(First, apologies for the lacking of posting. It was a strange weekend, with theatre, and much lack of both time, and wi-fi. Now, I present, a blog post.)
So, today was an awfully bittersweet day. I realized today that I am done with Pit Band for the rest of High School. I helped clean the pit from the theatre that we rent out, and I just remembered all of my different experiences with it. I remember playing guitar the spring of my sophomore year for the show “Through the Looking Glass” (which was an adaptation of the Alice in Wonderland story). I then remember coming to my current school, and then essentially learning how to play the bass guitar for the the pit for “Little Shop of Horrors.”
I then thought how much I would actually miss the pit. Although I never spent too much time with my pit band family, and I was still sort of awkward, pit band (at my current school) is still one of the first times I have felt the most belonging to a certain place, and especially one of the first times when I felt I belonged at this new school. Looking back at it, that show was probably one of the most fun times I have ever had in a musical, and was one of the first times I really got involved in Theatre. I still have many friends that I made from being a part of that first show, and the memories of last year, and climbing the secret staircase up to the pit will always be something I treasure deep in my heart.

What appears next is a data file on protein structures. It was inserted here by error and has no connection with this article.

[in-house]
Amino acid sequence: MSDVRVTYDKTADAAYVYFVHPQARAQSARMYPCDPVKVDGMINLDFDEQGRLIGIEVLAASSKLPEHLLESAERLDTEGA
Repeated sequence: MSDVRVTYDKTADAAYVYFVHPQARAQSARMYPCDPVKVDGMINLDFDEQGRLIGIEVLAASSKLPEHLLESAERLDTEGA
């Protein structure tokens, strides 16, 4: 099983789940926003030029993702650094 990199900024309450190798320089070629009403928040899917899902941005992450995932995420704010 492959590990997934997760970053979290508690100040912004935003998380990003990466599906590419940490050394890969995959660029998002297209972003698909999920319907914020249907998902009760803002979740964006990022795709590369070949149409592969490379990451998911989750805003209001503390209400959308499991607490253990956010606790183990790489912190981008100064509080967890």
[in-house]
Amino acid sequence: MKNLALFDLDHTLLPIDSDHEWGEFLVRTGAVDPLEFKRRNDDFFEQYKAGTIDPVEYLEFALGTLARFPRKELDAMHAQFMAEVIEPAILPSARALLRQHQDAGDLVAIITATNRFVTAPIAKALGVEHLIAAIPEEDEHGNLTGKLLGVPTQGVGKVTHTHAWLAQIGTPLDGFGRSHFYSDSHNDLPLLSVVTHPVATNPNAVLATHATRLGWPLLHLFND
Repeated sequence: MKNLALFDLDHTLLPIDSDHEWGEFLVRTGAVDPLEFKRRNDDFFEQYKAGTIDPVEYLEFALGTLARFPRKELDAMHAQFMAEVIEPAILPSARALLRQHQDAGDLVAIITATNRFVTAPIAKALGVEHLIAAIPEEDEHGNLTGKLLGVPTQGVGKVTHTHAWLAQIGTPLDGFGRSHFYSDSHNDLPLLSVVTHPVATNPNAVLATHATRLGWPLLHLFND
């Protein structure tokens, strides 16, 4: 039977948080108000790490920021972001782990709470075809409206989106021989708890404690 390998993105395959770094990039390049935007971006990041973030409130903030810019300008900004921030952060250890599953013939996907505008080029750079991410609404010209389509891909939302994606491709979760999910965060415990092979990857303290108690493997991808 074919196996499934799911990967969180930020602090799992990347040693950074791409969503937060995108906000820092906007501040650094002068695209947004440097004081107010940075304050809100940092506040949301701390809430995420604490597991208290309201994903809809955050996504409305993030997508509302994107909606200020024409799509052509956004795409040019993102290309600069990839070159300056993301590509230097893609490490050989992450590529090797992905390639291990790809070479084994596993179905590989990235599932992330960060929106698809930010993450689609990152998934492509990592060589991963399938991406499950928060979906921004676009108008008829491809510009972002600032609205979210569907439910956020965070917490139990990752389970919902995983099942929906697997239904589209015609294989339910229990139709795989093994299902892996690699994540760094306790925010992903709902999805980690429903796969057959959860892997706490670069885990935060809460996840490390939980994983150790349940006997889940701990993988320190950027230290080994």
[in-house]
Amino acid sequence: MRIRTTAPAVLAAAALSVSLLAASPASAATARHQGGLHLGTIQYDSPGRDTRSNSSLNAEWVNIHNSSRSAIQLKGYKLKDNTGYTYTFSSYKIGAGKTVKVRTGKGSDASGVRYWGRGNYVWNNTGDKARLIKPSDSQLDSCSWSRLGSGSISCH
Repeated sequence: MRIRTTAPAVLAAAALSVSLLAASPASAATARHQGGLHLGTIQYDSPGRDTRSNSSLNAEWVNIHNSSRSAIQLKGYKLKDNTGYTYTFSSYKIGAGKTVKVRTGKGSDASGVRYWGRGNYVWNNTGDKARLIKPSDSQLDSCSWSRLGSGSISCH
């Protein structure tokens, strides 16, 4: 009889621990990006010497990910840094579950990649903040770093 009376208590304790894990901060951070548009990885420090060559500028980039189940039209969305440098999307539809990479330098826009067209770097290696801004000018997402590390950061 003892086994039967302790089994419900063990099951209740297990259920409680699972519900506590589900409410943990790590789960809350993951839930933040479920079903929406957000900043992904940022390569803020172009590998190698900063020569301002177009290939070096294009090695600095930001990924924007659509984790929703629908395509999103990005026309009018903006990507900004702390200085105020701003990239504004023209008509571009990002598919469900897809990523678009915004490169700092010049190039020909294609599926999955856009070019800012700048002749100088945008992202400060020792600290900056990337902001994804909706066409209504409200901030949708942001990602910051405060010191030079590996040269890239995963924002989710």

So now, having cleaned up after doing “The King and I,” I decided to do something overly-symbolic. I realized one thing: there are two pairs of stairs leading up to the pit. For “Little Shop,” I always took the Stage Left stairs, and for “The King and I,” I always took the Stage Right Stairs (simply because of where I was in the pit for both shows).
My overly symbolic gesture was to rise through the pit from the Stage Right stairs, cross the newly empty pit, say one last goodbye to the place where so many closely regarded memories were made, and exit, one last time, from the stairs which I took to come into the pit for the first time: the Stage Left stairs. I felt myself saying goodbye, and wanting to apologize, to the pit. But I simply whispered my goodbyes, and thanked it. Then I ent back down the secret stairs, from the place that helped build my new-found home.
This overly symbolic gesture was one of many this weekend, among a mass celebrated among all of the theatre company and many parents, a special Senior Ceremony (for all of the seniors in theare for whom this was their last musical), and a Senior Rose Ceremony (in which each senior is given a rose to give to their parents on the night of the last show. My parents were not there, but since the entire cast, crew, and pit for the sow was standing on that stage, I decided to give my rose to my girlfriend, who was also Anna, the lead in the show. There was much “awwww”-ing). But through all of the symbolic gestures, nothing meant quite as much as those final steps, by myself, down the place that had finally made this school a home for me. So, for the last time, thank you, Pit.
Alright, that was very emotional. Goodnight, everyone. Peace!…